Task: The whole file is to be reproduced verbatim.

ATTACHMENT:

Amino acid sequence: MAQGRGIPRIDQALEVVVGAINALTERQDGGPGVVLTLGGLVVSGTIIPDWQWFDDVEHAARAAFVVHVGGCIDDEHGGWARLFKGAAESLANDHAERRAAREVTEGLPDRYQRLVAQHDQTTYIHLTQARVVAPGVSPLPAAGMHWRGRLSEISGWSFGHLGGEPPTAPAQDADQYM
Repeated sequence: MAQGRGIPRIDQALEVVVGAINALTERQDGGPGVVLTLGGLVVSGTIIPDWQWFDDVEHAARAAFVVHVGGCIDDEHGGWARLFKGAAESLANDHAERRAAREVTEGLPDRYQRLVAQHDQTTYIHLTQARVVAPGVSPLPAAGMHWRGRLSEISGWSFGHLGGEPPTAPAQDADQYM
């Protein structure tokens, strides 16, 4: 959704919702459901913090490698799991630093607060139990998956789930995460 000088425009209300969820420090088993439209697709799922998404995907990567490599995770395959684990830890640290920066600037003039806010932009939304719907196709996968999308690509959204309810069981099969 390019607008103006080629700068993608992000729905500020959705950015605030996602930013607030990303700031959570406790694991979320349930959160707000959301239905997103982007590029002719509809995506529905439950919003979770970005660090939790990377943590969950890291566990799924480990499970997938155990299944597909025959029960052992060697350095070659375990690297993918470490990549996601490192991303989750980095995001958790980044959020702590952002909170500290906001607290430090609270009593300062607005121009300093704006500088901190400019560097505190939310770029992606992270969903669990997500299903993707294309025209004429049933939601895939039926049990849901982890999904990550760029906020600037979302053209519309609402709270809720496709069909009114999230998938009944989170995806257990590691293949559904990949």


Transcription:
Amino acid sequence: MAQGRGIPRIDQALEVVVGAINALTERQDGGPGVVLTLGGLVVSGTIIPDWQWFDDVEHAARAAFVVHVGGCIDDEHGGWARLFKGAAESLANDHAERRAAREVTEGLPDRYQRLVAQHDQTTYIHLTQARVVAPGVSPLPAAGMHWRGRLSEISGWSFGHLGGEPPTAPAQDADQYM
Repeated sequence: MAQGRGIPRIDQALEVVVGAINALTERQDGGPGVVLTLGGLVVSGTIIPDWQWFDDVEHAARAAFVVHVGGCIDDEHGGWARLFKGAAESLANDHAERRAAREVTEGLPDRYQRLVAQHDQTTYIHLTQARVVAPGVSPLPAAGMHWRGRLSEISGWSFGHLGGEPPTAPAQDADQYM
């Protein structure tokens, strides 16, 4: 959704919702459901913090490698799991630093607060139990998956789930995460 000088425009209300969820420090088993439209697709799922998404995907990567490599995770395959684990830890640290920066600037003039806010932009939304719907196709996968999308690509959204309810069981099969 390019607008103006080629700068993608992000729905500020959705950015605030996602930013607030990303700031959570406790694991979320349930959160707000959301239905997103982007590029002719509809995506529905439950919003979770970005660090939790990377943590969950890291566990799924480990499970997938155990299944597909025959029960052992060697350095070659375990690297993918470490990549996601490192991303989750980095995001958790980044959020702590952002909170500290906001607290430090609270009593300062607005121009300093704006500088901190400019560097505190939310770029992606992270969903669990997500299903993707294309025209004429049933939601895939039926049990849901982890999904990550760029906020600037979302053209519309609402709270809720496709069909009114999230998938009944989170995806257990590691293949559904990949």